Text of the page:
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Body Language 21: The Mouth

Bob Whipple, MBA, CPLP

Body language gestures of the mouth are usually straightforward, but there are some tricky nuances to consider. First we will consider the most recognizable gesture: the smile.  Actually, there are many different types of smiles to identify.

Smiles

Duchenne smile - body languageDuchenne Smile – This is a highly recognizable smile, but only a small portion of the population can model it well. The smile actually starts with the eyes. You can see a twinkle in the eye and a slight but natural squint that produces crow’s feet at the corners.  The cheeks are elevated and the entire face, including the mouth takes the shape of an oval.

The corners of the mouth are raised through the Zygomatic Major Muscle. Those people who can accomplish a Duchenne Smile have a huge advantage, because trying to force the face to this configuration often looks phony as described below.

Non-Duchenne Smile – this is where the mouth forms a shape by raising the corners of the mouth through the Zygomatic Major muscle but without the effect of “smiling eyes.” The smile is confined to the mouth region only, so it does not have the holistic appearance of a true Duchenne Smile and often is interpreted as being duplicitous or at least insincere.

The Botox Smile – This smile looks pasted on and is perfunctory for service people who wish to look pleasant but it comes across as insincere. It is also known as the “Pan Am” smile after flight attendants who were instructed to flash a pasted-on smile at each customer. This smile is also seen on the faces of beauty pageant contestants while they are being judged.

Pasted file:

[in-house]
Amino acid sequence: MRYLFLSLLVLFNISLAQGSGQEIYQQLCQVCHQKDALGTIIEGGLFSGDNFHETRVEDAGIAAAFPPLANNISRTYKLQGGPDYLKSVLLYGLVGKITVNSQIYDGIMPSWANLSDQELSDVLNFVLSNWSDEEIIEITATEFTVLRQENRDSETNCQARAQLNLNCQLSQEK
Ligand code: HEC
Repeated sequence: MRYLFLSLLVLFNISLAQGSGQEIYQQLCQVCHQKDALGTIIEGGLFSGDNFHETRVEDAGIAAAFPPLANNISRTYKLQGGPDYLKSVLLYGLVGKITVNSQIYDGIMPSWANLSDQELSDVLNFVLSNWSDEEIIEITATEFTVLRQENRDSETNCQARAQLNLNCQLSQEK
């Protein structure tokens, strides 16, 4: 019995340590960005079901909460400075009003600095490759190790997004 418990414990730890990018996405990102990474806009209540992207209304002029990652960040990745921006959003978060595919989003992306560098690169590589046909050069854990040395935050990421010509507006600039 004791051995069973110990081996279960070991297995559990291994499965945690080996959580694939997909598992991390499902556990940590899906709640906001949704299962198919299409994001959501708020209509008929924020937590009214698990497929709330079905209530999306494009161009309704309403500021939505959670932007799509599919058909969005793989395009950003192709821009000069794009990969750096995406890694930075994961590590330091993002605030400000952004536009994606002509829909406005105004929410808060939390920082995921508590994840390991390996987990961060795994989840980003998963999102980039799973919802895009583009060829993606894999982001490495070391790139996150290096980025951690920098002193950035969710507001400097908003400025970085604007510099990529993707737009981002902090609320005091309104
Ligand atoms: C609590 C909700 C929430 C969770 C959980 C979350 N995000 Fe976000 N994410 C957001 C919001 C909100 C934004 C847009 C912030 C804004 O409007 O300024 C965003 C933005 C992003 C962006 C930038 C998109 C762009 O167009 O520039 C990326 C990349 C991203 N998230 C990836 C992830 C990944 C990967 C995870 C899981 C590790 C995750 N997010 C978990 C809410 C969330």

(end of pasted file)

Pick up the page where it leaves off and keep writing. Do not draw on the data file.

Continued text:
Tight Lipped Smile – As the name implies, this smile is characterized by not showing any teeth.  Depending on the circumstance, this smile can convey approval or precaution.  According to Bill Acheson in “Advanced Body Language,” one cardinal rule when meeting a person for the first time is to smile naturally but make it broad enough that you show your teeth. He explains that the custom is a carry over from when the condition of a person’s teeth was an indication of status.

Pulled Smile – also know as the “smug smile” this is where the mouth is pulled to a smile configuration, but on one side only.  Generally, this configuration suggests some form of agenda going on, and it is not a smile that invites high trust in the individual. The extreme form of a pulled smile was demonstrated by McKayla Maroney in the 2012 Olympics when she was awarded the silver medal in the vault.  She contorted her face pulling her mouth entirely to one side to indicate she was “not impressed” with the performance of the other gymnasts or the judges.  This contorted smile was made into a meme that became a PR issue.

Laughing Smile – Occasionally you will see a person make a smile with his or her mouth wide open. It is as if there was a laugh that was frozen in time. This smile also tends to lower trust, because it is seen as less than authentic.

Frowns

Classic Frown – We are all familiar with a frown brought on by the person feeling negative about something.  The lips are pulled downward and often the head and gaze go down as well. This is the look you see on football players’ faces when they have lost a close game. Another place to see a classic frown is at a funeral. This is also an habitual expression on the face of Donald Trump when he is trying to negotiate something.